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As Supreme Court mulls issue, Attorney General says DNR can consider impact of high-cap wells
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As Supreme Court mulls issue, Attorney General says DNR can consider impact of high-cap wells


Wisconsin Attorney General Josh Kaul says the state can consider the impact of high-capacity wells on lakes and streams, reversing the guidance of his Republican predecessor even as the state’s Supreme Court weighs the issue.

In a letter sent Friday to the Department of Natural Resources, Kaul said he is withdrawing an opinion that said a 2011 law prohibits the DNR from considering the cumulative impact of wells that have been blamed for drying up streams and lakes.

Kaul said the opinion, issued in 2016 by former Attorney General Brad Schimel, is no longer valid because it has been undermined by two court decisions in a case that resulted in eight well permits being tossed out.

Josh Kaul (copy)


In that case, which is now before the state Supreme Court, a Dane County judge tossed out eight high-capacity well permits issued despite DNR staff concerns about substantial impact on nearby public waters.

An appeals court later upheld that decision, saying the law, Act 21, which limits state agencies’ authority to things “explicitly permitted” by statute, did not supersede a previous Supreme Court opinion that the DNR has a duty to protect the waters of the state.

Kaul’s letter, in response to a request from DNR Secretary Preston Cole, notes the Supreme Court will ultimately resolve whether his predecessor’s opinion accurately interpreted the law.

A coalition of industry groups, including Wisconsin Manufacturers and Commerce, the Dairy Business Association and the Wisconsin Paper Council, has asked the Supreme Court to reinstate those permits, arguing that the DNR should be bound by Act 21.

Scott Manley, vice president of government relations for WMC, called it “highly inappropriate” for Kaul to withdraw an opinion that would have been one of the factors in the court’s decision.

“Attorneys general are not supposed to be issuing opinions on issues that are currently being litigated,” Manley said. “Clearly this issue is being litigated … before the highest court in the state.”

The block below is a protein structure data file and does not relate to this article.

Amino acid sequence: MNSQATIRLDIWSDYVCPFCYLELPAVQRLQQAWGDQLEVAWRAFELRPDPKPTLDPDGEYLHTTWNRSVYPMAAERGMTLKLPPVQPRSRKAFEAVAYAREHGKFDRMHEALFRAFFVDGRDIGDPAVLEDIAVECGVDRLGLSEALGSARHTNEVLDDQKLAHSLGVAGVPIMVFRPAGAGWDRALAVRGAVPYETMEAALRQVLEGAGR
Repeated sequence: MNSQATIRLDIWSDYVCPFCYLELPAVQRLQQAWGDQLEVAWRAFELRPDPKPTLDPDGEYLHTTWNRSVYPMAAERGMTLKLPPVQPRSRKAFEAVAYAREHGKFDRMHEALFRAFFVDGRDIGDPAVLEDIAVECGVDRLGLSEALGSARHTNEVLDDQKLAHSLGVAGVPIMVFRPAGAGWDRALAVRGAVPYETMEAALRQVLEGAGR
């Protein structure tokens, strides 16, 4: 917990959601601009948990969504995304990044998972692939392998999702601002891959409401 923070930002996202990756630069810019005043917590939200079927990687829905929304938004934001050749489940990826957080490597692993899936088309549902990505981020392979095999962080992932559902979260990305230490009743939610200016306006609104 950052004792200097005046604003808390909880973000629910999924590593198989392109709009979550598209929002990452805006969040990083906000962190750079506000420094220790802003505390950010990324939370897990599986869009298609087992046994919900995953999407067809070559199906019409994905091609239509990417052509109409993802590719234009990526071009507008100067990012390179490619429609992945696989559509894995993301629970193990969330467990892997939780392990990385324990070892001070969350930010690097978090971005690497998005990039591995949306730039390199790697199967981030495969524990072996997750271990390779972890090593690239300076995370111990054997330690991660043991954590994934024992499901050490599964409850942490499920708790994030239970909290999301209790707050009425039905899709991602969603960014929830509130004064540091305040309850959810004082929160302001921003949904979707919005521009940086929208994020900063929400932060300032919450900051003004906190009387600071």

The move drew praise from Clean Wisconsin, which had challenged the well permits.

“Because of this 2016 advisory opinion, Wisconsin has given away billions of gallons of water virtually unchecked, regardless of the impacts to our state,” Clean Wisconsin’s vice president Amber Meyer Smith said in a statement. “Rescinding the advisory opinion means that DNR will be allowed to do its job again, using sound science to decide on appropriate water use for high-capacity wells.”

Schimel issued his 2016 opinion in response to a request from Assembly Speaker Robin Vos, R-Rochester. Vos pointed to a backlog of permit applications and asked Schimel to review a Supreme Court opinion — issued one month after Act 21 — that said the state needed to ensure that well owners didn’t deprive others of their rights to use state waters.

Schimel mug (copy)


By the time Schimel issued his opinion, there were 187 high-capacity well applications the DNR had placed on hold at the applicants’ request rather than deny them because of the harm the wells would cause to surrounding waters.

Within months, all 187 applications were approved and dozens of wells were allowed to pump more water despite DNR reviews predicting harm would be caused.

Since Schimel issued his opinion, the DNR has approved 714 high-capacity wells, according to the agency’s database.

DNR spokeswoman Sarah Hoye said now that the opinion has been withdrawn the agency is evaluating its high-capacity well application process.

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